Michigan Farmers Have a Long Wish List for 2018 Farm Bill
FRANKENMUTH, Mich., May 7, 2017 – The leaders of the Senate Agriculture Committee came to central Michigan Saturday for a listening session on what different segments of the farm community are looking for in the 2018 farm bill.
And the lawmakers – Committee Chair Pat Roberts and the panel’s top Democrat, Debbie Stabenow, on a trip to her home state of Michigan – heard plenty.
In all, 16 witnesses testified, calling for support for everything from crop insurance, conservation, and the Supplemental Nutrition Assistance Program to more funding for research and for programs to advance organic and urban farming and to help veterans. Many of the witnesses described a web of red tape that was strangling their operations and said a regulatory rollback was needed.
Roberts, who hosted a similar listening session in his home state of Kansas in February, opened the hearing by recognizing that these are tough times for agriculture, yet with the national debt exceeding $19 trillion, he said the sector must realize it has to “do more with less.”
“We must be judicious with the scarce resources we have, “Roberts said. “We must ensure programs accomplish their fundamental purposes. We must ask tough questions and reexamine programs to determine their effectiveness.”
Stabenow, in her opening statement, argued that the 2014 farm bill is expected to end up saving the government $80 billion more than had been expected.
“We know that the farm bill has done more than its fair share to reduce the deficit,” she told a crowd of about 150 farmers and ag leaders who filled a Michigan State University Extension center outside the town of Frankenmuth. “Any further cuts would be detrimental to farmers and families.”
The day’s first witness, Janna Fritz, a farmer from Bad Axe, Michigan, spoke for the Michigan Corn Growers Association. She stressed that with the multiyear decline in farm income, a strong farm safety net along with a robust crop insurance program was critical to growers. She also said the Agriculture Risk Coverage-County (ARC) program was working well and its continuation is a “high priority” for her members, along with a strong Renewable Fuel Program, which turns billions of bushels of corn each year into ethanol.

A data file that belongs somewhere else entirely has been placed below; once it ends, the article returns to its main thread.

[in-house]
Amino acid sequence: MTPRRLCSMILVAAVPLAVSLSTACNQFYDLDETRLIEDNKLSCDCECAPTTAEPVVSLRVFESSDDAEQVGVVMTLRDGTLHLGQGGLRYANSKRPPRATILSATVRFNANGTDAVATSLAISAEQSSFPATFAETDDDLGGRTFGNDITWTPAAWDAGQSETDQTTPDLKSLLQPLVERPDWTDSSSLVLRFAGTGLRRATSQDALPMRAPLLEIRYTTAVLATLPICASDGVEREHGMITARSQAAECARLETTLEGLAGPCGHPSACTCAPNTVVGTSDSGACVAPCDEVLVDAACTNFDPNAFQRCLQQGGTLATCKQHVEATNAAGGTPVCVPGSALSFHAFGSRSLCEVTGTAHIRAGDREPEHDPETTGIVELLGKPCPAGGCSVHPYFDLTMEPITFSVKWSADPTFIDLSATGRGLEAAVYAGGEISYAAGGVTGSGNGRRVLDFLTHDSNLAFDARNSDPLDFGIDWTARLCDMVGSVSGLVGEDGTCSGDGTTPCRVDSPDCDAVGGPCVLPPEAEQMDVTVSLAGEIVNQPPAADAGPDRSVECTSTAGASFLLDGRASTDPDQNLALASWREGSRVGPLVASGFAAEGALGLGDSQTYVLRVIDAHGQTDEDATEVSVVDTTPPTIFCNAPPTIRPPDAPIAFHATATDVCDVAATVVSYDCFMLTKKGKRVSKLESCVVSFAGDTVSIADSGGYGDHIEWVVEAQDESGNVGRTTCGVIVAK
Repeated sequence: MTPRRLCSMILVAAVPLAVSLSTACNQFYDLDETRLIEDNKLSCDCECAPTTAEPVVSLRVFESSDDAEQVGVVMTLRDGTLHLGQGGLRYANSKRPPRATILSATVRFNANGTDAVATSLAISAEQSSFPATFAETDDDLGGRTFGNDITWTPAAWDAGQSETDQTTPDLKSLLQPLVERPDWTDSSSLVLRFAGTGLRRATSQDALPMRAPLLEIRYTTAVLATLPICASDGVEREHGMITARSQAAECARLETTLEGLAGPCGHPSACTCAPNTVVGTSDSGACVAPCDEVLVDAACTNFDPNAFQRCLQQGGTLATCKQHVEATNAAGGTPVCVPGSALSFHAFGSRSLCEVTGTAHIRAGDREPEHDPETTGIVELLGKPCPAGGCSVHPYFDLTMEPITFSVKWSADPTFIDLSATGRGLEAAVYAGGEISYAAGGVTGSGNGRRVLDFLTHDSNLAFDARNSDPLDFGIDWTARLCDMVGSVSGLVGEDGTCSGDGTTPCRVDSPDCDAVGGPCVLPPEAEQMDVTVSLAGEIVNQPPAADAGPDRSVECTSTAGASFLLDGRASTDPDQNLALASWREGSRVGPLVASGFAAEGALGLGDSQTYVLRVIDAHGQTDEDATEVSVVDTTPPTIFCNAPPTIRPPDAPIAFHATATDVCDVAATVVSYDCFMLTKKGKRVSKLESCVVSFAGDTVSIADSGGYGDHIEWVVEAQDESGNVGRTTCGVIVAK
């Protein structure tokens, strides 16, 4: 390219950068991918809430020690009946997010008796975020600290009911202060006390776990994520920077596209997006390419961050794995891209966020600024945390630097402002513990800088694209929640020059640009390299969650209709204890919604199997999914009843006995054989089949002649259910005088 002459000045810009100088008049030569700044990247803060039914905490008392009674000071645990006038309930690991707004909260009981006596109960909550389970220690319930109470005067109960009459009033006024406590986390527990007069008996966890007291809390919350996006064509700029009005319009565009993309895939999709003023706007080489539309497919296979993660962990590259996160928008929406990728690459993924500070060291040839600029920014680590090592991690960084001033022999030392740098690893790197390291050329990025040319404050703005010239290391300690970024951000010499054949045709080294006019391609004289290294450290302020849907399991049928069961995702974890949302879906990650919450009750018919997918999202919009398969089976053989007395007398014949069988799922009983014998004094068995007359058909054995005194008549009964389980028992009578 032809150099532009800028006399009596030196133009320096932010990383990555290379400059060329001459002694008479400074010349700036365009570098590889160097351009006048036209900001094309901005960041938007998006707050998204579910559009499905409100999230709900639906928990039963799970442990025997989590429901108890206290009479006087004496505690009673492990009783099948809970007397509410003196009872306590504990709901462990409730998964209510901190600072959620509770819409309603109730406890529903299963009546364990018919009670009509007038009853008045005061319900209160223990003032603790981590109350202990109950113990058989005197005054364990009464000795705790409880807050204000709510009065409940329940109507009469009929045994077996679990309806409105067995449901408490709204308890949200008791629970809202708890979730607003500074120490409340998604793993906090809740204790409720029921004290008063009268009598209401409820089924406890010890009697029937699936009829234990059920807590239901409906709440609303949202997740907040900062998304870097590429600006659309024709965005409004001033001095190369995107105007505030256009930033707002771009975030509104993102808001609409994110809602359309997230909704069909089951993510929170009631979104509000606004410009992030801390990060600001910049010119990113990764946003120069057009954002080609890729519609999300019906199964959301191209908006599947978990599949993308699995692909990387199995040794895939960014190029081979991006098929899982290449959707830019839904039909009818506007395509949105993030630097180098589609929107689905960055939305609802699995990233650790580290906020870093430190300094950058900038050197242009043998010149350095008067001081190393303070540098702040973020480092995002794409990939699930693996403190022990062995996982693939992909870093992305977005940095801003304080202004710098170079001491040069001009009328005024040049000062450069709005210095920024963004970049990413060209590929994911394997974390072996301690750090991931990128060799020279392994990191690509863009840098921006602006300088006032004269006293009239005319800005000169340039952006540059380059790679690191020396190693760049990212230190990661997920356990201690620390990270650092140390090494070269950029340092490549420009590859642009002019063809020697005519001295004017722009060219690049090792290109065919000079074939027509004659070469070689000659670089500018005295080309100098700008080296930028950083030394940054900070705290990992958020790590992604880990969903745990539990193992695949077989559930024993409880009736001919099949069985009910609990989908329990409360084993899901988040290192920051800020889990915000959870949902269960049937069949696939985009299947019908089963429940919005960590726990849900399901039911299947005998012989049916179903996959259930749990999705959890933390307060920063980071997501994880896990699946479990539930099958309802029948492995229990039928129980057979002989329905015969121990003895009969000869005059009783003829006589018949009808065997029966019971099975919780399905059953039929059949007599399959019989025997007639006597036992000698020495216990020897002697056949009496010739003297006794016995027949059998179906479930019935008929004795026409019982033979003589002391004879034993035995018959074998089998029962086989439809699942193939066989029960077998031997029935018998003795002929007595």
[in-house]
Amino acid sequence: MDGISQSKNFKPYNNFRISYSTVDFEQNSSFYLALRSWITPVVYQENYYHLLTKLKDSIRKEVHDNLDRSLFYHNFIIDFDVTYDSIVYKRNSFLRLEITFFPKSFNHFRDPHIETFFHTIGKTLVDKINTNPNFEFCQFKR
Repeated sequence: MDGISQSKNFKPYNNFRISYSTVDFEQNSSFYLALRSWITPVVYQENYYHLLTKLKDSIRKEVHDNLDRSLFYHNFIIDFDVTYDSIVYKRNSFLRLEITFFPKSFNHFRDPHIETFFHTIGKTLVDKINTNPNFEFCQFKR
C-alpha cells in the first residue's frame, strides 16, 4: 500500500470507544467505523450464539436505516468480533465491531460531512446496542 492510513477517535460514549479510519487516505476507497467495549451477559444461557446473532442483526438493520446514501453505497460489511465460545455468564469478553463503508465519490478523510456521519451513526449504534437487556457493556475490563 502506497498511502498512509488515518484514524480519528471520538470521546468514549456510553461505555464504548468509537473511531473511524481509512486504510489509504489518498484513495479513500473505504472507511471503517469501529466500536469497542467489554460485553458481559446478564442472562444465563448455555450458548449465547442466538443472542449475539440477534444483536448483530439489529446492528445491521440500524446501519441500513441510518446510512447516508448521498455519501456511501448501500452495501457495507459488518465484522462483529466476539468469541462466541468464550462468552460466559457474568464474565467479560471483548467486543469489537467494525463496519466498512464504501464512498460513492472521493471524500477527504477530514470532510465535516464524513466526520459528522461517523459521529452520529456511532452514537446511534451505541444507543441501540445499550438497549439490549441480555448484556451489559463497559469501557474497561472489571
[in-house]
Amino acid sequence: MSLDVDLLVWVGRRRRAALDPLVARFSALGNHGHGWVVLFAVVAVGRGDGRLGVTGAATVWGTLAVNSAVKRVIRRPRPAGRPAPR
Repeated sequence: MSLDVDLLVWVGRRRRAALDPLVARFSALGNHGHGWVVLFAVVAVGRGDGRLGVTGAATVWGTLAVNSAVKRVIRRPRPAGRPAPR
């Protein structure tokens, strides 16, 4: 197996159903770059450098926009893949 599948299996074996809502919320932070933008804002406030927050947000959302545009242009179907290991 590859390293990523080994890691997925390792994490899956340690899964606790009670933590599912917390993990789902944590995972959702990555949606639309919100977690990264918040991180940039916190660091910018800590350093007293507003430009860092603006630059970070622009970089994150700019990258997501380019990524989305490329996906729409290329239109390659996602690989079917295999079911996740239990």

Representing the American Soybean Association, David Williams, from W Farms in Elsie, Michigan, made a case for more support for biobased products in the farm bill. He surprised Roberts and many in the room by pointing out that “every fourth car made in North America now contains soy in its seat cushions.”
Several witnesses, including Chris Alpers, a tree-fruit grower from Lake Leelanau, Michigan, said one of the biggest problems facing agriculture is a shortage of workers to harvest crops.
“Labor is the number-one issue on farms,” Alpers said, adding that he has “personally witnessed crops wasting away on trees” because of delays in the H-2A visa program.
Alpers also provided the hearing with some humor, describing a USDA regulation that he said required farmers to document the wildlife that crossed their fields.
“Utterly ridiculous,” Roberts exclaimed.
Andy Snider, who runs a turkey farm in Hart, Michigan, was representing the Michigan Turkey Producers Co-op. He called for another look at a new rule that mandates organically raised poultry be provided with outdoor “porches” to move around in. He said this could put many producers out of business.
Roberts said he would be “delighted” to ask Agriculture Secretary Sonny Perdue to delay the implementation of the rule. He concluded the hearing by promising to share the testimony from today’s hearing with the other members of his committee. He predicted that getting a farm bill done will be a “difficult task.” But he added, “I have no doubt we can do it – and in a timely manner.”
In a press conference following the hearing, Roberts also promised that during the farm bill negotiations he would protect crop insurance, which in the past has been the target of budget hawks.
“We are not going to see dramatic cuts in crop insurance,” Roberts said. “We’re just not.”
Written by Daniel Enoch for Agri-Pulse Communications